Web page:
James Devaney

Over the past years of unwilling contact with other humans, I’ve learned (the hard way) of what not to talk about in a conversation, the “conversational taboo” if you will. To the universal list, we know its politics and religion, but did we ever think that Beyonce would enter that list? Unless you’re in a conversation with me, she is not.

In class learning to journalistically write about arts and culture, we were assigned to review Beyonce’s album (which I do on a regular basis anyway as my primary hobby).

In regards to Beyonce’s album, one kid claimed not being able to comfortably watch her music videos because they featured so many themes about “sex.” He then went on to criticize Beyonce for preaching feminist values, which he thought was contradicted by her revealing “too much skin.” So I said, “Who the fuck do you think you are, shithead?” Of course I didn’t say that, and I never would. But I certainly thought it.

He then claimed that women who “believe in feminism” (as if feminism was Santa Claus) should not show skin or be sexy. I then asked, “Why not?” to which he did not respond.

His completely naive and invalid argument, however, was made solely on the basis of personal judgement and stereotype. It is embarrassing that a supposedly educated student is allowed to make such asinine statements.

It turns out, that I would be the only unabashed Beyonce fan in the class and a vocal one at that, but I should not be the only who believes that women should have equal pay and wear La Perla lingerie at the same time. The exchange I had with this other student did not matter that it was about Beyonce, but rather how women are allowed to behave. Let’s just disregard the fact that he was speaking about Beyonce, but he could have had the same opinion or generalization about any woman.

People like this kid still exist.

He then asked, “Is Sasha Fierce her real name?”

Please stop.



Throughout the week, I spend a lot of time online and off to consume information and stories that fuel me for conversations with friends, essay topics, and simply to expand my frame of reference. Most times, 140 characters isn’t enough to share what I love, so every week I will share what I read, watched, or learned for all the world to see. It’s also my time to “get real” with y’all. Let’s be smarter together!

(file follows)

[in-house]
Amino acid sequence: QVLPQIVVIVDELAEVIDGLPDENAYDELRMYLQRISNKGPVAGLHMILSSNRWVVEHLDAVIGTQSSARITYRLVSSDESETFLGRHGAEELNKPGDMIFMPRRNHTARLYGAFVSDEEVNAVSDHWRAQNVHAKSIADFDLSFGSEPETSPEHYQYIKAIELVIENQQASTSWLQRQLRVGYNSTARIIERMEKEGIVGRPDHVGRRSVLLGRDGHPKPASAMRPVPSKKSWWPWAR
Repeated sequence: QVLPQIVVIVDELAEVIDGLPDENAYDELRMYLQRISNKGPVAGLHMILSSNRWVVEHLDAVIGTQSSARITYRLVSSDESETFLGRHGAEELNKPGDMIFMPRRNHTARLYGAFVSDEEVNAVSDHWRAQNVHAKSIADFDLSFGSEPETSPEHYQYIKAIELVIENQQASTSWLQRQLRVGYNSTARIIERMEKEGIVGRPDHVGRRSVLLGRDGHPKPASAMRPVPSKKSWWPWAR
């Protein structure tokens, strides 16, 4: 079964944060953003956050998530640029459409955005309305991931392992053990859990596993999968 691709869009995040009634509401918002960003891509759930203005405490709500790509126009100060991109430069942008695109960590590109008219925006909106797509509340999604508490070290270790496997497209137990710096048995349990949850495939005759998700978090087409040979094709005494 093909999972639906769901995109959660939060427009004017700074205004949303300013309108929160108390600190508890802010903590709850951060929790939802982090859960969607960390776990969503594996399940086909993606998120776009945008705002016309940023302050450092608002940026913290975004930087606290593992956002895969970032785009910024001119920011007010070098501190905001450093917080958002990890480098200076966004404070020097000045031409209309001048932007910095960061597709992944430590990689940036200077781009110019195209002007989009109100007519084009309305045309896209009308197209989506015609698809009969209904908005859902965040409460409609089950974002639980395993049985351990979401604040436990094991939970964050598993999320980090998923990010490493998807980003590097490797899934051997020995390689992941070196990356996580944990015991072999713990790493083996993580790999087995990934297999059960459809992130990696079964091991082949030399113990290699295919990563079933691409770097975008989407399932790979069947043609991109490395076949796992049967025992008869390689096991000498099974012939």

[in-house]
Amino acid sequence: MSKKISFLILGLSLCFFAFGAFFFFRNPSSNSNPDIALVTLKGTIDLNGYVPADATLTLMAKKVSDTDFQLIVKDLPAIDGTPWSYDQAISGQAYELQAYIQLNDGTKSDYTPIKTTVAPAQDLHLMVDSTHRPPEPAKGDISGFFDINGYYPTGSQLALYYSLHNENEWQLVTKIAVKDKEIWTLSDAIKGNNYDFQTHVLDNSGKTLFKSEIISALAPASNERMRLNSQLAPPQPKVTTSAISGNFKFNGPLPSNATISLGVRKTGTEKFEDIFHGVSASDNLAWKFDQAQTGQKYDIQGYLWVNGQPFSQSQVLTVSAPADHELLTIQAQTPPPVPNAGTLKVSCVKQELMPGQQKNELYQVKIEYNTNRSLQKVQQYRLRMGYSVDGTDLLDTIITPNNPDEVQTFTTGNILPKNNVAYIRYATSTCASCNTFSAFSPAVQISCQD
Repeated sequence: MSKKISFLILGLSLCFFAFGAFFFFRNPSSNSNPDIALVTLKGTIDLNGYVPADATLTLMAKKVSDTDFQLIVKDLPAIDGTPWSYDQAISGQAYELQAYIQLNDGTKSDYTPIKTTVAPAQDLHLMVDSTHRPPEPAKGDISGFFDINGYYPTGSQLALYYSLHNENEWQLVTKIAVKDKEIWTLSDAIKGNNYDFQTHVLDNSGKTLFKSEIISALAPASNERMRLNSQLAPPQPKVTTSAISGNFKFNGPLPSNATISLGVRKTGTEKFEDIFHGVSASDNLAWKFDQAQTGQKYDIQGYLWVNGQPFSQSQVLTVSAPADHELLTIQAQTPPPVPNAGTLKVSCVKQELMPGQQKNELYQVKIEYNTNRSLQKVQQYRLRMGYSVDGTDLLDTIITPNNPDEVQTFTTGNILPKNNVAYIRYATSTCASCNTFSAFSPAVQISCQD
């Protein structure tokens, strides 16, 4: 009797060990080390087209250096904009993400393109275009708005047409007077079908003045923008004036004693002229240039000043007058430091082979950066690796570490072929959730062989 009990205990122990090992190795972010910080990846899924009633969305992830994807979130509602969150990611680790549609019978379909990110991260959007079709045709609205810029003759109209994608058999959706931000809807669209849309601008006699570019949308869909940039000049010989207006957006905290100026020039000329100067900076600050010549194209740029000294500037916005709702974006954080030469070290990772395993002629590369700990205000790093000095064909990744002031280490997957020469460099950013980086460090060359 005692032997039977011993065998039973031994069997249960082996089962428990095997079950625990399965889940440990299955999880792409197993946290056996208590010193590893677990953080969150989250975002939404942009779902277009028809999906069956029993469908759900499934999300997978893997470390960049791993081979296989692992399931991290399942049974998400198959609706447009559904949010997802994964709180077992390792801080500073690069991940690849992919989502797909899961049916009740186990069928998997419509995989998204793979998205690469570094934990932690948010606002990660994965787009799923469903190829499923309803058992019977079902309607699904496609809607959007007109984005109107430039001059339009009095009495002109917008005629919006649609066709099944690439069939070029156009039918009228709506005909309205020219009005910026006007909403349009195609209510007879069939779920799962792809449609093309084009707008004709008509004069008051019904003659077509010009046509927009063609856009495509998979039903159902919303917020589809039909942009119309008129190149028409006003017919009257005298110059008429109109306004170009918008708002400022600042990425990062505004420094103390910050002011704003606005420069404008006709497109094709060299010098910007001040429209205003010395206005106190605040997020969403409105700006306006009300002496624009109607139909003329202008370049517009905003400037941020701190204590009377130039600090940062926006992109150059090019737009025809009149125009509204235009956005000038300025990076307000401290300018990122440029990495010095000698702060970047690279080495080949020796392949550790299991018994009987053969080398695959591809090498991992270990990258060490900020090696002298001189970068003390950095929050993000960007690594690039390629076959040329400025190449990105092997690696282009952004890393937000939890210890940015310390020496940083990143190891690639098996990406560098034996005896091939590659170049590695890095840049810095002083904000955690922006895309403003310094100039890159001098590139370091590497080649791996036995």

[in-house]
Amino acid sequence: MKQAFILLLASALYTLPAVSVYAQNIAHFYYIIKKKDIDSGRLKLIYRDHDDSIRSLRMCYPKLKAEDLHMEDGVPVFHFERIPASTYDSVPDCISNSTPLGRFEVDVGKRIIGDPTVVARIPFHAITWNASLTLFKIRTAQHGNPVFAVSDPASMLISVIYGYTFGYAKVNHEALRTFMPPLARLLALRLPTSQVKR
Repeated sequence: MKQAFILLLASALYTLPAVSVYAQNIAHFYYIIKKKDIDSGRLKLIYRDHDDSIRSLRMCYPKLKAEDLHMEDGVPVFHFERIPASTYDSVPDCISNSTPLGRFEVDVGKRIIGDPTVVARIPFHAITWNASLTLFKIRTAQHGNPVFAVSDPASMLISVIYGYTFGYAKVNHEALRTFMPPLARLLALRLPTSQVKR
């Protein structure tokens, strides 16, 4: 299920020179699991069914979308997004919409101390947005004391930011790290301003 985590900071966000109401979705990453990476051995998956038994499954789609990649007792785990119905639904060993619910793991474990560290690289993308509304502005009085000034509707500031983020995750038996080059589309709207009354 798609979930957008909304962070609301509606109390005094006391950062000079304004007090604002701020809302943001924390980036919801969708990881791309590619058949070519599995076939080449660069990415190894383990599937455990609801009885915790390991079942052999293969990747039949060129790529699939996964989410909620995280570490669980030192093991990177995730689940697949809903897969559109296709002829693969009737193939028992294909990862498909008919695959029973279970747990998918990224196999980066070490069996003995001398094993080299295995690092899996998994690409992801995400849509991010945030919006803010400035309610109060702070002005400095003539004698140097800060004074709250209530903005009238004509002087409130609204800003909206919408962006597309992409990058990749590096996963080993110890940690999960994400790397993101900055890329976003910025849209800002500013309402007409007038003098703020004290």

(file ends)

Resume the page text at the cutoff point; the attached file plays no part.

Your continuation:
The F stands for Feminism, everybody.

1. “My Mademoiselle Summer”

I started reading this article from the New York Times over breakfast on Monday. Written by Meg Wolitzer, it’s a nostalgic and lovely piece about her time with Mademoiselle magazine. As an “aspiring journalist” (which seems like an oxymoron these days), the article was a sort of time capsule of women writers in the 70’s and earlier. I admire all the writers she referenced in the article, which made me want to pick up another Didion book.

2. The Bell Jar by Sylvia Plath

Instead, I started reading The Bell Jar immediately afterwards. The only thing I knew about The Bell Jar before reading the article by Meg Wolitzer was its cover, as it is a common decorative fixture in Barnes & Noble. Five pages in, I have already highlighted almost every other line. It’s a roman-a-clef of Plath’s spiral into madness and insanity while working at a magazine publication. GIRLS meets Mad Men-ish?

TIP! If you don’t got the dough to buy a book, here’s a website where you can download thousands of ebooks, including The Bell Jar. Virtual. Heaven.

3. The Virgin Suicides

As a reward to finish off my productive Thursday, it only seems appropriate to watch some sort of feministically-charged film. Another episode of Sex and the City? I kid. Ironically, I watched The Virgin Suicides (based on the book by Jeffrey Eugenides) for the first time. Sofia Coppola is kinda sorta my film hero. Okay, she is my film hero. Capturing the horrors and tragedies that is adolescence and high school, The Virgin Suicides was signature Sofia Coppola with some scenes that looked like my daydreams in high school. Rainbows and slow motion unicorns, y’all! I can understand why Rookie can’t get enough writing about it.

That’s what I loved this week. Is this a good thing to do?


P.S. What did you love this week?